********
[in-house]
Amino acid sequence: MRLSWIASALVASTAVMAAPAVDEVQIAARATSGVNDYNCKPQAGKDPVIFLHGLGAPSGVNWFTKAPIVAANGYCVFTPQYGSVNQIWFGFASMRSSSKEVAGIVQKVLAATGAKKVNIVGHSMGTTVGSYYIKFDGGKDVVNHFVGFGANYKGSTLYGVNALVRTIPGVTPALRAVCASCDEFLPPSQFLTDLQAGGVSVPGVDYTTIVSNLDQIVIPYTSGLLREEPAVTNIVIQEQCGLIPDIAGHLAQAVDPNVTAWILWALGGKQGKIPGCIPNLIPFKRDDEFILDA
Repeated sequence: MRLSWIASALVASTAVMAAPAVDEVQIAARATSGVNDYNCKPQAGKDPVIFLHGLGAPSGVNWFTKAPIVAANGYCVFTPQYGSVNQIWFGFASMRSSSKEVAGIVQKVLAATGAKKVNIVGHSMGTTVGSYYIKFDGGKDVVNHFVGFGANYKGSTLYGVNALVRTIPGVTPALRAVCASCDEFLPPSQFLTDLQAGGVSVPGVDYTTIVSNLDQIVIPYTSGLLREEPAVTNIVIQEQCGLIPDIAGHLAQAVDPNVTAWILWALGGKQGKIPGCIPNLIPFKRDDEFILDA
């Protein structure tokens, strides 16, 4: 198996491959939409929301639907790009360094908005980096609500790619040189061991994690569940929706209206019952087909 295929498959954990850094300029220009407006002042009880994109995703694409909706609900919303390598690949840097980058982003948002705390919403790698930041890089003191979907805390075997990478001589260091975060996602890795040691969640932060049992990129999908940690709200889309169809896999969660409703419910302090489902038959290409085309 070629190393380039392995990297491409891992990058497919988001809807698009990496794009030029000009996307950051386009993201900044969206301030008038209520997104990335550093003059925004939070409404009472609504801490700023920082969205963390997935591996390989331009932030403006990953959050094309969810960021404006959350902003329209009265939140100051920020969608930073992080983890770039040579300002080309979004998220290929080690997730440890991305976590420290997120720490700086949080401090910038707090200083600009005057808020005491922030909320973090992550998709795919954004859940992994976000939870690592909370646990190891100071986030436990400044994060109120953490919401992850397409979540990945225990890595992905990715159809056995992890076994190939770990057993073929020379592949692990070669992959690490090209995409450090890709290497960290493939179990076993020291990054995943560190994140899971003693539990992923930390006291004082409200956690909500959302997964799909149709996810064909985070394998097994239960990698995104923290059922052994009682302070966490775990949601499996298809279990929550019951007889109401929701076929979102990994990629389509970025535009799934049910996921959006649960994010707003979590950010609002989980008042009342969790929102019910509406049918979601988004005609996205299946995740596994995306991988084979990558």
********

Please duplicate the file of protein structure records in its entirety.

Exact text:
[in-house]
Amino acid sequence: MRLSWIASALVASTAVMAAPAVDEVQIAARATSGVNDYNCKPQAGKDPVIFLHGLGAPSGVNWFTKAPIVAANGYCVFTPQYGSVNQIWFGFASMRSSSKEVAGIVQKVLAATGAKKVNIVGHSMGTTVGSYYIKFDGGKDVVNHFVGFGANYKGSTLYGVNALVRTIPGVTPALRAVCASCDEFLPPSQFLTDLQAGGVSVPGVDYTTIVSNLDQIVIPYTSGLLREEPAVTNIVIQEQCGLIPDIAGHLAQAVDPNVTAWILWALGGKQGKIPGCIPNLIPFKRDDEFILDA
Repeated sequence: MRLSWIASALVASTAVMAAPAVDEVQIAARATSGVNDYNCKPQAGKDPVIFLHGLGAPSGVNWFTKAPIVAANGYCVFTPQYGSVNQIWFGFASMRSSSKEVAGIVQKVLAATGAKKVNIVGHSMGTTVGSYYIKFDGGKDVVNHFVGFGANYKGSTLYGVNALVRTIPGVTPALRAVCASCDEFLPPSQFLTDLQAGGVSVPGVDYTTIVSNLDQIVIPYTSGLLREEPAVTNIVIQEQCGLIPDIAGHLAQAVDPNVTAWILWALGGKQGKIPGCIPNLIPFKRDDEFILDA
């Protein structure tokens, strides 16, 4: 198996491959939409929301639907790009360094908005980096609500790619040189061991994690569940929706209206019952087909 295929498959954990850094300029220009407006002042009880994109995703694409909706609900919303390598690949840097980058982003948002705390919403790698930041890089003191979907805390075997990478001589260091975060996602890795040691969640932060049992990129999908940690709200889309169809896999969660409703419910302090489902038959290409085309 070629190393380039392995990297491409891992990058497919988001809807698009990496794009030029000009996307950051386009993201900044969206301030008038209520997104990335550093003059925004939070409404009472609504801490700023920082969205963390997935591996390989331009932030403006990953959050094309969810960021404006959350902003329209009265939140100051920020969608930073992080983890770039040579300002080309979004998220290929080690997730440890991305976590420290997120720490700086949080401090910038707090200083600009005057808020005491922030909320973090992550998709795919954004859940992994976000939870690592909370646990190891100071986030436990400044994060109120953490919401992850397409979540990945225990890595992905990715159809056995992890076994190939770990057993073929020379592949692990070669992959690490090209995409450090890709290497960290493939179990076993020291990054995943560190994140899971003693539990992923930390006291004082409200956690909500959302997964799909149709996810064909985070394998097994239960990698995104923290059922052994009682302070966490775990949601499996298809279990929550019951007889109401929701076929979102990994990629389509970025535009799934049910996921959006649960994010707003979590950010609002989980008042009342969790929102019910509406049918979601988004005609996205299946995740596994995306991988084979990558």